Some Genetic and Non-Genetic Factors Influencing Fertility of Different Sheep Breeds In Highland of North-Shewa, Ethiopia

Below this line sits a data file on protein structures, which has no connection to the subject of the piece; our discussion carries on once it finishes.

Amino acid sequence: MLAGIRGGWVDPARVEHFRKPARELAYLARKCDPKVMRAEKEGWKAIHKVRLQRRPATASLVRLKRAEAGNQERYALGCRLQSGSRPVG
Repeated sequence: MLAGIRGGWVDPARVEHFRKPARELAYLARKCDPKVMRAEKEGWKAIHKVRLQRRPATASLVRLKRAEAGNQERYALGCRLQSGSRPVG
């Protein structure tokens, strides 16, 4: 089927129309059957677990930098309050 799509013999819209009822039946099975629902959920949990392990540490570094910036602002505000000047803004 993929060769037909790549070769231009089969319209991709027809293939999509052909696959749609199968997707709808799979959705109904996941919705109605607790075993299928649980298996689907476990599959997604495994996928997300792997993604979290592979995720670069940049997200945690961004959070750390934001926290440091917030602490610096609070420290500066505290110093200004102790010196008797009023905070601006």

Small ruminant specially, sheep are important for the subsistence, economic and social livelihood of small holder farmers in the developing countries and those residing in highlands of Ethiopia are no exception (Solomon et al., 2013; Mueller et al., 2017).Traditionally the sheep were/are selected for their adaptive traits which compromised with their productive, reproductive functions and existing environment (Solomon et al., 2008; Kosgey and Okayo, 2007). The overall improvement of the livestock is best sustained through within breed selection (Kosgey and Okeyo, 2007; Solomon et al., 2009, 2011; Philipson et al., 2011). However, the genetic improvement through within breed selection are a slow and tedious process and the other method of improvement can be through crossing them with some improved breeds (Solomon and Tesfaye , 2009; Tesfaye et al., 2013, 2016). Crossbreeding by using fast growing temperate sire lines has been suggested as rapid ways of breed improvement and such programs have been initiated in the past in many parts of the tropics and Ethiopia being no exception. These projects were initiated to improve the production and reproduction traits among the indigenous genotypes. However over the years several attempts of crossbreeding have not met with their appropriated goals as the introduced breeds were not adapted to the prevailing agro climate/s (Philipsson et al., 2011). The performance of the crossbreds at the farmers end are much below what was obtained on station studies , the traits which are adversely influenced were those associated with fertility (Tesfaye et al., 2013). In Ethiopia several exotic sheep breeds have been introduced over decades and Debre Birhan Agricultural Research Station had been established as the focal station for sheep research. Awassi breed was among the sheep breeds which were introduced from Israel in the year 1980, 1984 and 1994. They were introduced with an aim to improve the body weight of the Menz sheep (Rummel et al., 2005). Studies by Tesfaye et al., (2016) have indicated that the fertility among the Awassi rams reared in Ethiopia was lower than those reported from many Middle Eastern countries (Galal et al., 2008). Findings of a study by Solomon et al., (2007) indicated that there are around 14 breeds of sheep in Ethiopia, with within breed variations for most of the economical traits. The nicking ability of the Menz and Wollo ewes with those of Awassi rams have being studied (Solomon and Tesfaye, 20009; Tesfaye et al., 2013, 2016). Menz and Wollo ewes are small sized besides that they are poorly prolific (Solomon &Tesfaye, 2009; Tesfaye et al., 2013). The aim of selecting the Menz sheep was to access the within breed variations for improving their body weight (Solomon et al., 2008, 2009). The selection of the rams was based on their fitness which in turn is influenced by inbreeding, fertility and survival related traits among the closed nucleus flock (Solomon et al., 2013). The major challenges in the process of selection include identification of the genetically superior breeding stock (rams and ewes) and estimating the response to selection based on their breeding values of the trait of importance (Solomon et al., 2011). However, the underlying bottlenecks of the same are the difficulties associated with recording of the performance and reproduction related parameters of the animals themselves or their ancestors or progenies (Tesfaye et al., 2013). Besides the pedigree of these animals, which in most of the cases are not formally maintained by the reared or sometimes are remembered through recall methods thereby compromising on the quality of the data (Solomon et al., 2014). Studies by Petrovic et al., (2012) have indicated that the fertility related traits are lowly heritable and hence can be improved only through improving their management. Thus, in order to improve the weight of the Menz sheep raised in the Central highlands of Ethiopia it was decided to upgrade them using Dorper (from South Africa) and Awassi (from Israel). The introduced sheep breeds were reared at two government ranches, Debre Birhan Sheep Breeding and Multiplication Center (DBSBMC) and Amedguya Sheep Breeding and Multiplication Center. Presently nucleus stock of Awassi sheep are being maintained at these ranches with an aim to maintain the pure stock besides the crossbreeds are also being developed with Menz ewes as dam lines. The performances of these crossbreds are evaluated vis-a-vis those of the Menz sheep for traits such as yearling weight, survival and fertility (Solomon and Tesfaye, 2009; Tesfaye et al., 2016). However, it has been recorded in several studies that the fertility of the crossbred rams ( Awassi♂ x Menz♀) are/were lower when compared to their Menz counter parts (Tesfaye et al.,2013,2016). However, it was also recorded that the lambs born from the crossbreds Awassi ♂x Wolo ♀had better nicking abilities and had heavier body weights vis-a-vis those of the dam lines (Tesfaye et al., 2013, 2016) On farm and on station performances have indicated that the F1 (Awassi ♂x Menz♀) was much below the expectations with respect to their fertility traits which varied across the studied locations (Tesfaye et al., 2013). The values for the fertility traits for the Awassi rams were significantly lower than those reported from the Middle Eastern countries (Mohammed et al., 2006; Galal et al., 2008). Overall conception rate of the ewes are fallout of several hormonal attributes of both the sexes. Among the functions associated with the conception of the ewes are those associated with the semen related traits of the rams themselves besides several genetic and non-genetic factors (Foote, 1964; Duguma et al., 2002; Al-Samarrae, 2009; Tejaswi et al., 2016). Among the same are the various semen components viz. mass motility or individual motility of the sperms, acrosome integrity, the size of head, mid piece, length of the trail and other morphological functions associated with the same (Salhab et al.,2003, Ababneh et al., 2017) .The overall component of the semen and their fertilizing capacity is influenced by several genetic and non-genetic factors the latter being more important as the fertility traits are lowly heritable (Salhab et al., 2003; Mohammed, 2006; Casao 2010; Babiker, 2010). Studies by Yavarifard et al., (2015) have indicated that the fertility is also influenced by inbreeding among the flock, where the inbred rams have low fertility when compared to their non-inbred counterparts. Findings by Shamir et al., (2010) have indicated that inbreeding among Awassi sheep of the Ein Harod flock resulted in day blindness reared in Israel. Evaluating the performance of the traits particularly those related to fertility of different indigenous and exotic breeds of rams at each stage is impudent. Reproductive performance is one of the factors which determine the efficiency of the production among the sheep flock/s in the cool highlands of north Shewa, Ethiopia. In the region mentioned ahead sheep production is important as a means of livelihood and thus selection of rams’ breeds on the reproduction trait and pedigree record is essential in sheep breeding program.